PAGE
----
This Note argues that in the absence of any clear indication that the legislature intended to bar such suits, courts should uphold private actions whenever plaintiffs can establish the elements of a common-law tort. Part I briefly outlines the various theories supporting the view that public sector collective bargaining statutes preempt private actions. The analysis is necessarily general, but Part I concludes that in most cases neither the language and structure of the applicable statute nor an analogy to federal labor law will resolve the preemption question. Part II, therefore, looks to the policies that animate no-strike provisions and argues that private actions generally further those policies. Finally, Part III advances nuisance and negligence as valid theories for imposing and defining union liability in tort to private plaintiffs injured by illegal strikes.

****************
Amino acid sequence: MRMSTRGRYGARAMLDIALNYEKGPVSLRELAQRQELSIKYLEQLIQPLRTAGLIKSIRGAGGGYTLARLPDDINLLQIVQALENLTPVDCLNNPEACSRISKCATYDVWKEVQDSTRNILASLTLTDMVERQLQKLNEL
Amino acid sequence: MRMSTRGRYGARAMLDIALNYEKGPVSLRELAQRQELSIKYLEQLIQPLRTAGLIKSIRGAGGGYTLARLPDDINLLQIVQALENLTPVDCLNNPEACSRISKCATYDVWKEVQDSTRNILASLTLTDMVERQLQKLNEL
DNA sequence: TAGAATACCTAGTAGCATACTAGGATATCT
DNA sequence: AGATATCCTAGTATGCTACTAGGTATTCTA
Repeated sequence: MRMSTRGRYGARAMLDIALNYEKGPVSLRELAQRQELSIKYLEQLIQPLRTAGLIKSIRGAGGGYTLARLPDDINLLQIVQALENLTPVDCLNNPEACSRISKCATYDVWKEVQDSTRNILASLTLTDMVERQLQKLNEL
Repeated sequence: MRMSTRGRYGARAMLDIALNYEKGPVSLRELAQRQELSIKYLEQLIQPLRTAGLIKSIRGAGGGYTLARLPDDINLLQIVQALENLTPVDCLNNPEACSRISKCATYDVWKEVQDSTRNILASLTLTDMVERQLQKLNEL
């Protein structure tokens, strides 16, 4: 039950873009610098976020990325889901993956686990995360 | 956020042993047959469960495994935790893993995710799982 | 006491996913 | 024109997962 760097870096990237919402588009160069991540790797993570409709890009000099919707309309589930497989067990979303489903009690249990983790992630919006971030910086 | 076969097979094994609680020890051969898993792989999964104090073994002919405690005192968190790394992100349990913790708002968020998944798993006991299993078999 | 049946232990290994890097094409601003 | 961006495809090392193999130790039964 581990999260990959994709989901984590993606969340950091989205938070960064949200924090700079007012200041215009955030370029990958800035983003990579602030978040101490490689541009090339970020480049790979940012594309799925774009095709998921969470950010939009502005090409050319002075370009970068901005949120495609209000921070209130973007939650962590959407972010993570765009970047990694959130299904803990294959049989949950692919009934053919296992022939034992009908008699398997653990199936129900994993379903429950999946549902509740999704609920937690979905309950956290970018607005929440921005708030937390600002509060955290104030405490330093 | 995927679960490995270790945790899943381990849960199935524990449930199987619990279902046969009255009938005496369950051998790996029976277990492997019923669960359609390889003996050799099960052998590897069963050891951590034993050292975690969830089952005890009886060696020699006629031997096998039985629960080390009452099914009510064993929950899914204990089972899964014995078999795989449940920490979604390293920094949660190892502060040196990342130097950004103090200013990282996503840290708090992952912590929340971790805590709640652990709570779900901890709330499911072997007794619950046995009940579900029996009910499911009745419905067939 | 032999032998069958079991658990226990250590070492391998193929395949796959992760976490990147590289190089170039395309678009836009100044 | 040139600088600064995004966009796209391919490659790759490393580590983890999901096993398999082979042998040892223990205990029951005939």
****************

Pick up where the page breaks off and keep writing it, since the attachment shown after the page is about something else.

Michigan Law Review,
Statutory and Common Law Considerations in Defining the Tort Liability of Public Employee Unions to Private Citizens for Damages Inflicted by Illegal Strikes,
Mich. L. Rev.
Available at: https://repository.law.umich.edu/mlr/vol80/iss6/5